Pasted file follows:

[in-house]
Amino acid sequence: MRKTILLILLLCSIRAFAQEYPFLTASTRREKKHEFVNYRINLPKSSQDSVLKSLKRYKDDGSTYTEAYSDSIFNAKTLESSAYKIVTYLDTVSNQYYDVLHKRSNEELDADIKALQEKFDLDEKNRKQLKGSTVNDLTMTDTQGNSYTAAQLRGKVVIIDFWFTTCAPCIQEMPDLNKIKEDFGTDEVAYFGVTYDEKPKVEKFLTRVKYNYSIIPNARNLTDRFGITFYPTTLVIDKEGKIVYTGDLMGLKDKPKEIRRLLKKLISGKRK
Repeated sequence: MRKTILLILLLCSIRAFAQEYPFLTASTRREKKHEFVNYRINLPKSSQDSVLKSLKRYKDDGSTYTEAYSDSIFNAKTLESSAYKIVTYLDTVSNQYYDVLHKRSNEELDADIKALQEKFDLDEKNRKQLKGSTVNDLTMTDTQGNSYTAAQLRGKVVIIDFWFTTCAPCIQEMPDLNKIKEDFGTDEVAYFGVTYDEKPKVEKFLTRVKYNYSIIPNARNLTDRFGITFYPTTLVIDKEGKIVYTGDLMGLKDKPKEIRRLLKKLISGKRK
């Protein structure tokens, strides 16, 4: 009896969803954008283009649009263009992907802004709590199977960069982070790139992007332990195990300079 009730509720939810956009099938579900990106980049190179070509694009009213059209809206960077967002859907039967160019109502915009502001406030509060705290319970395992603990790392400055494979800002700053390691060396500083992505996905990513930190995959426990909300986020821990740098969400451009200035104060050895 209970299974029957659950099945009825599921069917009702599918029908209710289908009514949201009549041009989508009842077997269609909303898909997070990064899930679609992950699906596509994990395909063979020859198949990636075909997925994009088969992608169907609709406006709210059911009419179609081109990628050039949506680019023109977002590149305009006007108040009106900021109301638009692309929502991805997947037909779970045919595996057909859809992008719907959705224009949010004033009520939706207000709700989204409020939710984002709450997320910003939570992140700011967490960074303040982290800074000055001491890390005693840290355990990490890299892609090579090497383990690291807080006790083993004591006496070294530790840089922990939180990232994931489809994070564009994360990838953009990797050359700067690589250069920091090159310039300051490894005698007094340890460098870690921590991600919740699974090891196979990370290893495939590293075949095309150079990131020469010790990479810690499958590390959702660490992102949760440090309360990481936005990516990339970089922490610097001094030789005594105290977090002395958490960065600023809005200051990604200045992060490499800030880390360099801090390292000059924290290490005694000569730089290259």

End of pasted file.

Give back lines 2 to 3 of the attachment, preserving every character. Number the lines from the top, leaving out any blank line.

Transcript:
Amino acid sequence: MRKTILLILLLCSIRAFAQEYPFLTASTRREKKHEFVNYRINLPKSSQDSVLKSLKRYKDDGSTYTEAYSDSIFNAKTLESSAYKIVTYLDTVSNQYYDVLHKRSNEELDADIKALQEKFDLDEKNRKQLKGSTVNDLTMTDTQGNSYTAAQLRGKVVIIDFWFTTCAPCIQEMPDLNKIKEDFGTDEVAYFGVTYDEKPKVEKFLTRVKYNYSIIPNARNLTDRFGITFYPTTLVIDKEGKIVYTGDLMGLKDKPKEIRRLLKKLISGKRK
Repeated sequence: MRKTILLILLLCSIRAFAQEYPFLTASTRREKKHEFVNYRINLPKSSQDSVLKSLKRYKDDGSTYTEAYSDSIFNAKTLESSAYKIVTYLDTVSNQYYDVLHKRSNEELDADIKALQEKFDLDEKNRKQLKGSTVNDLTMTDTQGNSYTAAQLRGKVVIIDFWFTTCAPCIQEMPDLNKIKEDFGTDEVAYFGVTYDEKPKVEKFLTRVKYNYSIIPNARNLTDRFGITFYPTTLVIDKEGKIVYTGDLMGLKDKPKEIRRLLKKLISGKRK